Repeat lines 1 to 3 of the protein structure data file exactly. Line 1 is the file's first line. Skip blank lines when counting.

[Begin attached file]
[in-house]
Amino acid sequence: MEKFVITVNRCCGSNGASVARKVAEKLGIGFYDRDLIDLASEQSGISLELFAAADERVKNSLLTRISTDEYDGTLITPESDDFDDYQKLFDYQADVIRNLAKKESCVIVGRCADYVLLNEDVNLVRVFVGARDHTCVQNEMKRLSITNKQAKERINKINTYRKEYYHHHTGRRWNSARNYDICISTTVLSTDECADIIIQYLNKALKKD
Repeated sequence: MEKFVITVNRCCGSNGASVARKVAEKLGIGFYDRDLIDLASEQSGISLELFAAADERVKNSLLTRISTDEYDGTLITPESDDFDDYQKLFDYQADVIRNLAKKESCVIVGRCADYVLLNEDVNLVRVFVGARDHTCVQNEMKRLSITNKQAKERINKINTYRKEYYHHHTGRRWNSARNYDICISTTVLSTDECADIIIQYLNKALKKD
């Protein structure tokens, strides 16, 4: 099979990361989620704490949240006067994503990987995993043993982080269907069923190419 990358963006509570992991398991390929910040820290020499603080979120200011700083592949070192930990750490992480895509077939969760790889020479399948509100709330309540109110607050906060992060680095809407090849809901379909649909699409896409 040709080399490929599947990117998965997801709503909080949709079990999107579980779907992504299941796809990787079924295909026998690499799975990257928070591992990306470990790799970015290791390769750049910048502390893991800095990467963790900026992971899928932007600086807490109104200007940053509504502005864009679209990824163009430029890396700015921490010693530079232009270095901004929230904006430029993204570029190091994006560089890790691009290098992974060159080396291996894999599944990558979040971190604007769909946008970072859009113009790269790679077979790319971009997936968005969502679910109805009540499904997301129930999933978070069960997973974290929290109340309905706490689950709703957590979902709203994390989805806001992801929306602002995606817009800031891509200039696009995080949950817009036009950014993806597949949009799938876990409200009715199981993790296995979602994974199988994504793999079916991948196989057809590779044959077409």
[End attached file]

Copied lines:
[in-house]
Amino acid sequence: MEKFVITVNRCCGSNGASVARKVAEKLGIGFYDRDLIDLASEQSGISLELFAAADERVKNSLLTRISTDEYDGTLITPESDDFDDYQKLFDYQADVIRNLAKKESCVIVGRCADYVLLNEDVNLVRVFVGARDHTCVQNEMKRLSITNKQAKERINKINTYRKEYYHHHTGRRWNSARNYDICISTTVLSTDECADIIIQYLNKALKKD
Repeated sequence: MEKFVITVNRCCGSNGASVARKVAEKLGIGFYDRDLIDLASEQSGISLELFAAADERVKNSLLTRISTDEYDGTLITPESDDFDDYQKLFDYQADVIRNLAKKESCVIVGRCADYVLLNEDVNLVRVFVGARDHTCVQNEMKRLSITNKQAKERINKINTYRKEYYHHHTGRRWNSARNYDICISTTVLSTDECADIIIQYLNKALKKD